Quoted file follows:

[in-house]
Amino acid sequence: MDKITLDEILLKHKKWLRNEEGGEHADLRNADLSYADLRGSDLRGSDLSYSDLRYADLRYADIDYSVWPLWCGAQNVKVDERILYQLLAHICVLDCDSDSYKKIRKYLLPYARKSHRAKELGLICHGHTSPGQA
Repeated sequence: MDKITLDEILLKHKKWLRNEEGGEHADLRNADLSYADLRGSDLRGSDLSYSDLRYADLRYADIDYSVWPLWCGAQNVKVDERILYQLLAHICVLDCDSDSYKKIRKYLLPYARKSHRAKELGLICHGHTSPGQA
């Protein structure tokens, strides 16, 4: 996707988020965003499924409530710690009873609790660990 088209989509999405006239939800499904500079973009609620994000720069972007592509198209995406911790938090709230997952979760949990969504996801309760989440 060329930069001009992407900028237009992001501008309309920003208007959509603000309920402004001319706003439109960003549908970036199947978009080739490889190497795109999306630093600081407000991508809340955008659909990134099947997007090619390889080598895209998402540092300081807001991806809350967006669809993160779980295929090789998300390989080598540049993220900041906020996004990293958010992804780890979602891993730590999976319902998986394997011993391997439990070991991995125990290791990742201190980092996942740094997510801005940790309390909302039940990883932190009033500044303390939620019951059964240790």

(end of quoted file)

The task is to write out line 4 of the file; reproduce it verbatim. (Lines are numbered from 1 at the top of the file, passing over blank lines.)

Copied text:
């Protein structure tokens, strides 16, 4: 996707988020965003499924409530710690009873609790660990 088209989509999405006239939800499904500079973009609620994000720069972007592509198209995406911790938090709230997952979760949990969504996801309760989440 060329930069001009992407900028237009992001501008309309920003208007959509603000309920402004001319706003439109960003549908970036199947978009080739490889190497795109999306630093600081407000991508809340955008659909990134099947997007090619390889080598895209998402540092300081807001991806809350967006669809993160779980295929090789998300390989080598540049993220900041906020996004990293958010992804780890979602891993730590999976319902998986394997011993391997439990070991991995125990290791990742201190980092996942740094997510801005940790309390909302039940990883932190009033500044303390939620019951059964240790």